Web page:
Mindfulness and Craving Food
When I was about to attend my first 8 week course in mindfulness, I read about a woman who had lost quite a bit of weight following a mindfulness course. She attributed this to being more aware of how she felt when she was eating and when she had had enough. I hoped to experience something similar.
My experience however was not similar. In fact, for the first two or three years of practising mindfulness I put on a significant amount of weight. As I have continued to practice I have started to understand why.
One of the most wonderful things that I find about practising mindfulness is that it I learn about myself. Often the things that I learn seem to be so obvious that I can hardly believe I didn't see them earlier. One such insight which provided an early inroad into my problems with overeating was the realisation that when I felt desperately, urgently hungry, this feeling was located not in my tummy but my throat. I came to understand that this signal, which I had always interpreted as hunger, was not hunger at all. Rather it was a craving, a desperate urge to feed an addiction. This was made more obvious to me by the knowledge that only certain foods, high in fat, sugar or salt, could satisfy this addiction and by the fact that the urge to eat more would often return far sooner than would be expected by any genuine need of the body for food.
I tend to be quite a reserved person emotionally. I didn't connect with the idea of comfort eating because I didn't feel that I experienced strong emotions from which I needed comfort. With continued mindfulness practice however I came to understand that the craving tended to be triggered by situations in which you might expect certain emotions, although I was not aware of these emotions myself. Particularly they were triggered by situations or thoughts when I seemed to be dismissed, misunderstood or undervalued and when I felt unable to speak out and be assertive.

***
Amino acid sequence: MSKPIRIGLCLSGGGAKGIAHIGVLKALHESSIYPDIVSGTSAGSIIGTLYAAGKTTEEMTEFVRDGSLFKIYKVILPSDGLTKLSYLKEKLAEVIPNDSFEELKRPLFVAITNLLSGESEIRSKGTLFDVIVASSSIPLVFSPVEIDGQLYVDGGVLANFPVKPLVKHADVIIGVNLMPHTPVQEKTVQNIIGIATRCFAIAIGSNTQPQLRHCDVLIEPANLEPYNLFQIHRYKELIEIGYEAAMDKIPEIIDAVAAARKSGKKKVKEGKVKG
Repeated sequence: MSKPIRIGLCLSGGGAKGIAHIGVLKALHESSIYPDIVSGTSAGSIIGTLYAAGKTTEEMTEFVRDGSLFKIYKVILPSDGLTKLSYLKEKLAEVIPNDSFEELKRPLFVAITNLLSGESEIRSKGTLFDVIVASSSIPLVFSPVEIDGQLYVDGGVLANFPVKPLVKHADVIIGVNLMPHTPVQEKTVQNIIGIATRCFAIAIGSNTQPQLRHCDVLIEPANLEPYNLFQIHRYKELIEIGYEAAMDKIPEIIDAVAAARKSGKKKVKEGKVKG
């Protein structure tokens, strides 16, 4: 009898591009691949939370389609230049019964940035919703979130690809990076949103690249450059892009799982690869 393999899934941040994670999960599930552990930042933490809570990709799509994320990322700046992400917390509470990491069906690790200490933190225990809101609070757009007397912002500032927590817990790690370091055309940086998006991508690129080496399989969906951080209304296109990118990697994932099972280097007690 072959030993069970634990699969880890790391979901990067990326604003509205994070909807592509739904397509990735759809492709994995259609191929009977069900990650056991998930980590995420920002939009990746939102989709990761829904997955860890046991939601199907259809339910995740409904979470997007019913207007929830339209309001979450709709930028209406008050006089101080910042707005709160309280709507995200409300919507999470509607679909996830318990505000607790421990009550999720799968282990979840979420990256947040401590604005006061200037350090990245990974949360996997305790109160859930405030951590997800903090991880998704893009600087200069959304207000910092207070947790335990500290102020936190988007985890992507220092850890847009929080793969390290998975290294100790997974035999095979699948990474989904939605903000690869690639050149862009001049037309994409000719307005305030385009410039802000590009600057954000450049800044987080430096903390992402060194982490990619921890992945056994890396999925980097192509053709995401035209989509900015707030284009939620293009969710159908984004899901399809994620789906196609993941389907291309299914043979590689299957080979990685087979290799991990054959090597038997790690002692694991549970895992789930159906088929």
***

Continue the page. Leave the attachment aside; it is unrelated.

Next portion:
Initially my mindfulness practice had increased my awareness of feelings associated with these themes, which in turn triggered the urge to eat more. It wasn't so much emotional eating as eating to avoid experiencing certain emotions entirely.
Once I understood this craving, the urgency to respond by eating was less compelling. I have gradually been able to sit with my awareness of the situations and feelings that have emerged and to find other ways of responding to them. I no longer hold a belief that I 'will not be OK' if I don't feed the craving, nor do I think that it is genuinely about food or can be soothed by food.
Finally, after 5 years my weight is starting to reduce. It's not the quick fix that I once hoped for and certainly remains a work in progress. However, hard as it has been it just might be that one of the lasting benefits of mindfulness for me will be the ability to naturally move towards and maintain a healthy weight.